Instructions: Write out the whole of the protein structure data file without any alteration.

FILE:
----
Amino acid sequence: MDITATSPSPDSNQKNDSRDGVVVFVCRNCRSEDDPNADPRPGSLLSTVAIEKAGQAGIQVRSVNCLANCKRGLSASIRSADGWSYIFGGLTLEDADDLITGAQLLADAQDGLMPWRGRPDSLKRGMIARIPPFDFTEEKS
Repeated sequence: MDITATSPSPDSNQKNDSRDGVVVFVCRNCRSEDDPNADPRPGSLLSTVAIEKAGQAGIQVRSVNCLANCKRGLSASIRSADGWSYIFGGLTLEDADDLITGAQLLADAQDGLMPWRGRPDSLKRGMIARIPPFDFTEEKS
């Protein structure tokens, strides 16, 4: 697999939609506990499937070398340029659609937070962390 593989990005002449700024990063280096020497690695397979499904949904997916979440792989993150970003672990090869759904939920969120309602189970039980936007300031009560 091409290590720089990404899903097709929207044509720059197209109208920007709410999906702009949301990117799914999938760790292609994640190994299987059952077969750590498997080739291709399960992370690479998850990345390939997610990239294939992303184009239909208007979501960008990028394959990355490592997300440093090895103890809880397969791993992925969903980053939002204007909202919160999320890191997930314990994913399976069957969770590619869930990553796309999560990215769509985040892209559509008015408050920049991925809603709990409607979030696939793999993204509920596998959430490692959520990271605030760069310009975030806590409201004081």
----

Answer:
Amino acid sequence: MDITATSPSPDSNQKNDSRDGVVVFVCRNCRSEDDPNADPRPGSLLSTVAIEKAGQAGIQVRSVNCLANCKRGLSASIRSADGWSYIFGGLTLEDADDLITGAQLLADAQDGLMPWRGRPDSLKRGMIARIPPFDFTEEKS
Repeated sequence: MDITATSPSPDSNQKNDSRDGVVVFVCRNCRSEDDPNADPRPGSLLSTVAIEKAGQAGIQVRSVNCLANCKRGLSASIRSADGWSYIFGGLTLEDADDLITGAQLLADAQDGLMPWRGRPDSLKRGMIARIPPFDFTEEKS
């Protein structure tokens, strides 16, 4: 697999939609506990499937070398340029659609937070962390 593989990005002449700024990063280096020497690695397979499904949904997916979440792989993150970003672990090869759904939920969120309602189970039980936007300031009560 091409290590720089990404899903097709929207044509720059197209109208920007709410999906702009949301990117799914999938760790292609994640190994299987059952077969750590498997080739291709399960992370690479998850990345390939997610990239294939992303184009239909208007979501960008990028394959990355490592997300440093090895103890809880397969791993992925969903980053939002204007909202919160999320890191997930314990994913399976069957969770590619869930990553796309999560990215769509985040892209559509008015408050920049991925809603709990409607979030696939793999993204509920596998959430490692959520990271605030760069310009975030806590409201004081």